Green group joins fight to save banyan trees
Conservancy Association urges council to solve problem of smelly water at source
A green group has joined the fight to save a miniature forest of trees growing out of walls in a Shekkipmei housing estate park.
While red stem banyan trees are common in Hong Kong, they are rarely found growing out of walls, according to the Conservancy Association.
It is appealing to the local district council and the Drainage Services Department to reverse their decision to cut the trees down.
The banyan trees face destruction because the nullah in which they are growing in Lung Chu Street apparently smells during summer and residents of nearby estates have for years been trying to get the authorities to get rid of the stench.
But Peter Li Siu-man, campaign officer for the Conservancy Association, said the Drainage Services Department should concentrate on solving the problem at the source rather than covering up a waterway that is unique to Hong Kong.
'We've also offered the option, if they insist on concreting over the waterway, of covering it half way up the wall. That way, the trees could still survive and the water, if it does smell, could be covered up,' he said.
The association yesterday visited the site and tied green ribbons around nearby trees in the park. They could not access the trees growing from the walls because they are already barricaded behind hoardings in preparation for their removal.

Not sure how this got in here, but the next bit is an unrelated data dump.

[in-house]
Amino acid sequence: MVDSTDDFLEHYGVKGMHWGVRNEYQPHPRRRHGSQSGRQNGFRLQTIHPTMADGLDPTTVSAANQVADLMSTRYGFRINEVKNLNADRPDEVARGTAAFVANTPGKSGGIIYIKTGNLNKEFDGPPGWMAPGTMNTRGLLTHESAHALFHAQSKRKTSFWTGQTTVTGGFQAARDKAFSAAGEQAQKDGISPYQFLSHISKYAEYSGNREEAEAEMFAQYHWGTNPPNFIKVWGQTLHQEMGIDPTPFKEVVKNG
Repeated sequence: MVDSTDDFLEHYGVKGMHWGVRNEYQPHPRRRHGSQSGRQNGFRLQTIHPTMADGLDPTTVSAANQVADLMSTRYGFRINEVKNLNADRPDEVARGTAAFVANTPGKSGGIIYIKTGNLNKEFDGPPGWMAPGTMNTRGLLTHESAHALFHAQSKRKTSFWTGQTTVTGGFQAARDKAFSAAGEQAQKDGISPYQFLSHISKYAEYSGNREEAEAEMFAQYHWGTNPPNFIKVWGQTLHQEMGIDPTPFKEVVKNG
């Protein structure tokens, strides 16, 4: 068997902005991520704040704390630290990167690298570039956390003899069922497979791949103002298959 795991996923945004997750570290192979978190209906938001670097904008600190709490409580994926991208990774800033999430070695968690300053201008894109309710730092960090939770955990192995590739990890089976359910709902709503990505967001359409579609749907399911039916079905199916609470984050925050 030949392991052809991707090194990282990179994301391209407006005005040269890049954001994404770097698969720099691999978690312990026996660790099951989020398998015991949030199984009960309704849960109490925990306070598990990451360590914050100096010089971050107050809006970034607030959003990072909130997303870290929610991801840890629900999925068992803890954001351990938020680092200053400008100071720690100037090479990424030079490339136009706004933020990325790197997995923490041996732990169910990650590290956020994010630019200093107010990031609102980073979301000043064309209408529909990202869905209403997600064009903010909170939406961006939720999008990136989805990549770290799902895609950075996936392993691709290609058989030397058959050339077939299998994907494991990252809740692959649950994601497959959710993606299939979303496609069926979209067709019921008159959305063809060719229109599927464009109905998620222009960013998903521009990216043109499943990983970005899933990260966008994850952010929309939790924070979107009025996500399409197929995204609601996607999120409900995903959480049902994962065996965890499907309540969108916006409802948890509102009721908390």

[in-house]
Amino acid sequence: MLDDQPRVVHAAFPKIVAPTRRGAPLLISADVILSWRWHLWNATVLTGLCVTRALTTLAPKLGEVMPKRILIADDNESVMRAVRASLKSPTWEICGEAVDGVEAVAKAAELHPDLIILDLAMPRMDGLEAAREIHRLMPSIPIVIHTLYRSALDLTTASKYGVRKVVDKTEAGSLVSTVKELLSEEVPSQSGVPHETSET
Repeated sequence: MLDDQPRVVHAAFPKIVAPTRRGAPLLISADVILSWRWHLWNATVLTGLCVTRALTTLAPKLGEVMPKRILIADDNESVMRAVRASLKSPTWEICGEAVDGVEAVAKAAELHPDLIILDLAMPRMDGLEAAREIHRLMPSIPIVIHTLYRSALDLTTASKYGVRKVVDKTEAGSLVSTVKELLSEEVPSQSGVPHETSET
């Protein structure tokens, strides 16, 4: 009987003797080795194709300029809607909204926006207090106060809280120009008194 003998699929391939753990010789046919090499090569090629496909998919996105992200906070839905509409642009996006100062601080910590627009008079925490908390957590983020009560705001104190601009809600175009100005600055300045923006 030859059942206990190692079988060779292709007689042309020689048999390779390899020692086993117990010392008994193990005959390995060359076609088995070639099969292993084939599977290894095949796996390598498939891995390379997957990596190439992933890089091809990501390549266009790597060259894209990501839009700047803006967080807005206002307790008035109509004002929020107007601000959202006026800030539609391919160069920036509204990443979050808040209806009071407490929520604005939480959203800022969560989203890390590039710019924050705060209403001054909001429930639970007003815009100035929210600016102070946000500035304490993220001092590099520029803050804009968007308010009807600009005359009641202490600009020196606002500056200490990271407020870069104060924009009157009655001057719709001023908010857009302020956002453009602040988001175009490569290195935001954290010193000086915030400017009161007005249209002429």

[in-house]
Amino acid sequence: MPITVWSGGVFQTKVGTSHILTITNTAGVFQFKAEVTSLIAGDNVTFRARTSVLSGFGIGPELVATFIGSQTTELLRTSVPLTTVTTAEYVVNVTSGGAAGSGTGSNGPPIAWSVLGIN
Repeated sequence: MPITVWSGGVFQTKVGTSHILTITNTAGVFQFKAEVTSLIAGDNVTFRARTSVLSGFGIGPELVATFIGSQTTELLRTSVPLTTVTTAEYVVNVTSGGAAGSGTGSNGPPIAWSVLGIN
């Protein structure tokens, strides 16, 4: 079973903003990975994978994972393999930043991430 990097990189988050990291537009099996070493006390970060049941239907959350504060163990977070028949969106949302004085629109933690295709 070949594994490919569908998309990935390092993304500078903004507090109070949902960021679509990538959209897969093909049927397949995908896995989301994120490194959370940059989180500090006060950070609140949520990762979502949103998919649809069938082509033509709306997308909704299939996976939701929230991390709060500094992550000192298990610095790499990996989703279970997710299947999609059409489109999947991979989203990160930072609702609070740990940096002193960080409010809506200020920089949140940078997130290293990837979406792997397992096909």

The Drainage Services Department says the odour in the nullah is caused by the unauthorised discharge of wastewater into stormwater drains and that, despite repeated attempts, the problem could not be solved.
The department said it would chop down the 18 trees growing out of the nullah wall and replant 32 trees to compensate for the loss. The operation is scheduled for the end of next month.
Shamshuipo District Council met this month to discuss the issue and decided to go ahead with the work, which is expected to cost about $4.5 million.
It is part of a Hong Kong-wide initiative to 'deck' over 16 nullahs - at a cost of $1.2 billion - announced by former chief executive Tung Chee-hwa in his 2005 policy address.
The work in Lung Chu Street was due to begin in January but was delayed while Shamshuipo District Council and the Drainage Services Department studied opposition to the plan by tree expert Jim Chi-yung, from the University of Hong Kong's geography department.
Professor Jim said yesterday he was 'immensely disappointed' that the plan to cover the nullah and chop down the trees would go ahead.
He said he feared the appearance of the hoarding around the nullah meant chainsaws would soon follow. He said the waterway provided a unique urban garden scene for residents and the trees and nullah helped lower temperatures in the area.